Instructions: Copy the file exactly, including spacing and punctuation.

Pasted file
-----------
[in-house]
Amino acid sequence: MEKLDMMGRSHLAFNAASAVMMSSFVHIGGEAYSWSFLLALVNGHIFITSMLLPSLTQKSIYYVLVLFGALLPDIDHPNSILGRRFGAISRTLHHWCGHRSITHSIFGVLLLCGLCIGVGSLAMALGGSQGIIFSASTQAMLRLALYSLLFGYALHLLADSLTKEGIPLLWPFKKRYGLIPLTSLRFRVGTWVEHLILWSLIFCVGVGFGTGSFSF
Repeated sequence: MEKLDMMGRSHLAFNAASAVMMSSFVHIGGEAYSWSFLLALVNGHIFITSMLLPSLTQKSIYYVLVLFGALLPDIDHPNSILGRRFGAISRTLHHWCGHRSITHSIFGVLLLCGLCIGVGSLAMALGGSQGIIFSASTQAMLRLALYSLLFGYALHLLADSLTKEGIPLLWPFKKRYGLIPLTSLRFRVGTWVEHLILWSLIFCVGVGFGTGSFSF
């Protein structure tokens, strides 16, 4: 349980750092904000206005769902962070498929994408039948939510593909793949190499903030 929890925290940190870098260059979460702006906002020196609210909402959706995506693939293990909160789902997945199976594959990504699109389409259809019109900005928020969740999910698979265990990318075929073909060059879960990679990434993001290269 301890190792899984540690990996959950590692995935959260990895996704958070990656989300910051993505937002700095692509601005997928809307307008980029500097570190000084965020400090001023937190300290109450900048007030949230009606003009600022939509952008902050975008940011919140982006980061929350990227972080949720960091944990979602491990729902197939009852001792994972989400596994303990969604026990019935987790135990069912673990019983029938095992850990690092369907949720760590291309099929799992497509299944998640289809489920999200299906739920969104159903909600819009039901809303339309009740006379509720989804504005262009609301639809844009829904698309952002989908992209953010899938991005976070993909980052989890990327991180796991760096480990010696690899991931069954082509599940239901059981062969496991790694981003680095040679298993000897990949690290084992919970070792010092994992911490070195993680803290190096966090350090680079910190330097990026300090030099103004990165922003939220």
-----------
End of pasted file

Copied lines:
[in-house]
Amino acid sequence: MEKLDMMGRSHLAFNAASAVMMSSFVHIGGEAYSWSFLLALVNGHIFITSMLLPSLTQKSIYYVLVLFGALLPDIDHPNSILGRRFGAISRTLHHWCGHRSITHSIFGVLLLCGLCIGVGSLAMALGGSQGIIFSASTQAMLRLALYSLLFGYALHLLADSLTKEGIPLLWPFKKRYGLIPLTSLRFRVGTWVEHLILWSLIFCVGVGFGTGSFSF
Repeated sequence: MEKLDMMGRSHLAFNAASAVMMSSFVHIGGEAYSWSFLLALVNGHIFITSMLLPSLTQKSIYYVLVLFGALLPDIDHPNSILGRRFGAISRTLHHWCGHRSITHSIFGVLLLCGLCIGVGSLAMALGGSQGIIFSASTQAMLRLALYSLLFGYALHLLADSLTKEGIPLLWPFKKRYGLIPLTSLRFRVGTWVEHLILWSLIFCVGVGFGTGSFSF
């Protein structure tokens, strides 16, 4: 349980750092904000206005769902962070498929994408039948939510593909793949190499903030 929890925290940190870098260059979460702006906002020196609210909402959706995506693939293990909160789902997945199976594959990504699109389409259809019109900005928020969740999910698979265990990318075929073909060059879960990679990434993001290269 301890190792899984540690990996959950590692995935959260990895996704958070990656989300910051993505937002700095692509601005997928809307307008980029500097570190000084965020400090001023937190300290109450900048007030949230009606003009600022939509952008902050975008940011919140982006980061929350990227972080949720960091944990979602491990729902197939009852001792994972989400596994303990969604026990019935987790135990069912673990019983029938095992850990690092369907949720760590291309099929799992497509299944998640289809489920999200299906739920969104159903909600819009039901809303339309009740006379509720989804504005262009609301639809844009829904698309952002989908992209953010899938991005976070993909980052989890990327991180796991760096480990010696690899991931069954082509599940239901059981062969496991790694981003680095040679298993000897990949690290084992919970070792010092994992911490070195993680803290190096966090350090680079910190330097990026300090030099103004990165922003939220």